Tour of Jewish Vilnius

Today, we are near the end of our journey through Poland and Lithuania. We have visited many of the death camps, like Auschwitz, Belzec, and Majdanek. We have seen the evidence of unspeakable crimes toward Jews. But today is a little different. We leave our hotel in Vilnius on foot and make our way to the first destination of this day, the Choral synagogue. The Choral synagogue was one of over 100 synagogues that existed in Vilnius before the war, but today this is the only active one. This has been the same story in every city we have visited. There were only two active synagogues in Krakow, one in Warsaw and none in Lublin.

After being let through the security gate and having the men put on kippahs, we were welcomed into the synagogue by the rabbi. When I asked the rabbi if they have a minyan, he proudly said “yes we have a minyan!” This was not the case in other synagogues we visited, where there is a struggle to find enough people to have a time of prayer.

We went up into the gallery and viewed photographs of wooden synagogues from the countryside of Lithuania that survived the war. Almost all of them were boarded up and in very bad shape. Most of the wooden synagogue buildings were destroyed by the Germans or Soviets.  The Choral synagogue is truly one of the most beautiful I have ever seen. The architecture of the building is unique, with galleries surrounding the interior space.

After our brief stop at the Choral synagogue, we continued our walking tour of the old town of Vilnius.  Deep inside the Jewish ghetto, We stopped at the house of Jacob Gens, the leader of the Ghetto, and heard more horrific stories of the Holocaust.  In Lithuania, Jews were taken by truck outside the city into the woods and shot. The Germans and their Lithuanian accomplices murdered over 95% of the Jews of Lithuania in this manner.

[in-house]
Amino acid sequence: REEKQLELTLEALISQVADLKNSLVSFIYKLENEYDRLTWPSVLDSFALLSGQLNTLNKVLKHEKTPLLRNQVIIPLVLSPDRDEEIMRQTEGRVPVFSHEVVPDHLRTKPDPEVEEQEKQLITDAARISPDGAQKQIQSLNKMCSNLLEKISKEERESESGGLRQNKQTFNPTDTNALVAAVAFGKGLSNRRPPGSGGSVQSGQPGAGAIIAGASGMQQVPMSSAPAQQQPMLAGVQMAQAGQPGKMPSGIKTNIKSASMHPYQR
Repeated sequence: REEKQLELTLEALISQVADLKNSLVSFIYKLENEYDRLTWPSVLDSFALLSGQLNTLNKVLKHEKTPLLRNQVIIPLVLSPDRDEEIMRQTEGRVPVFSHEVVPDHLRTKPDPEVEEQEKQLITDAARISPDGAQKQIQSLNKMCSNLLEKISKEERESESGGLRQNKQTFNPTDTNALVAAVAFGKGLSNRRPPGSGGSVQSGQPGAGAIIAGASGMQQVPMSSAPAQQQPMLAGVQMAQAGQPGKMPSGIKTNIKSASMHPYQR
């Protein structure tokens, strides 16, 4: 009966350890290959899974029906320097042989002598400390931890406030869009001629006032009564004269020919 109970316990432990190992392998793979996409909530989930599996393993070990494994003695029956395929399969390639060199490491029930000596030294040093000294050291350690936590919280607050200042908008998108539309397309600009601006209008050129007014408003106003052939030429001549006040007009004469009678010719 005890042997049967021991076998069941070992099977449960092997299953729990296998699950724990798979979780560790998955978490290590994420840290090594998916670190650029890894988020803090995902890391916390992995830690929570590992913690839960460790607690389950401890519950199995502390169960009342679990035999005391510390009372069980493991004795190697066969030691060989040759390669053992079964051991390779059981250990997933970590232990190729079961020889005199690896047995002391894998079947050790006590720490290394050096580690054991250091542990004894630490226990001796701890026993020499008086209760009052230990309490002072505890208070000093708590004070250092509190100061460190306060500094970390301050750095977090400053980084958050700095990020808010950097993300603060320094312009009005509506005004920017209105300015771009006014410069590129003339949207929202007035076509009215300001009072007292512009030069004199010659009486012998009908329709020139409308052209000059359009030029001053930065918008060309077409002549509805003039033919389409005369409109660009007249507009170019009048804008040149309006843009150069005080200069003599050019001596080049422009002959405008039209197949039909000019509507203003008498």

We continued our old town walk past many beautiful churches and public buildings until we came to the location of the greatest synagogue of Vilnius. Miraculously, this great synagogue survived the war.  It was destroyed in the second Holocaust when the Soviets tried to stamp out all religion. Now, an ugly kindergarten building sits on that site.  Off to the side stands a sculpture of one of the greatest sages of the Talmud, the Vilna Gaon.

The great synagogue of Vilnius is gone, but we have seen many synagogue buildings survive the war to be closed up or turned into museums.  They are now being used as in a variety of ways, such as an Orthodox Church, a tea shop, or even a beer bar and restaurant where the original paintings with writing in Hebrew are on the walls. All of these bear witness to Jewish life before the war. The people who went there to pray and to study the Torah are gone, but you can feel the energy from these old synagogues. I wish I had more time to try and learn the stories behind them.

At the end of the day, we met with Simon Gurevich, the head of the Jewish community in Vilnius. He told us about Jewish life today in Vilnius.  He talked about how younger people seem to have a growing interest in Judaism, but he also described the struggles in the second Holocaust with Soviet persecution. In a country that once had over 200,000 Jews, only 5,000 remain and around 3,000 live in Vilnius, once known as the Jerusalem of Lithuania. I am hopeful for Jewish life in Vilnius. I am hopeful after the horrific crimes of the past that these synagogue buildings will once again be needed.

– Mike Cangiamilla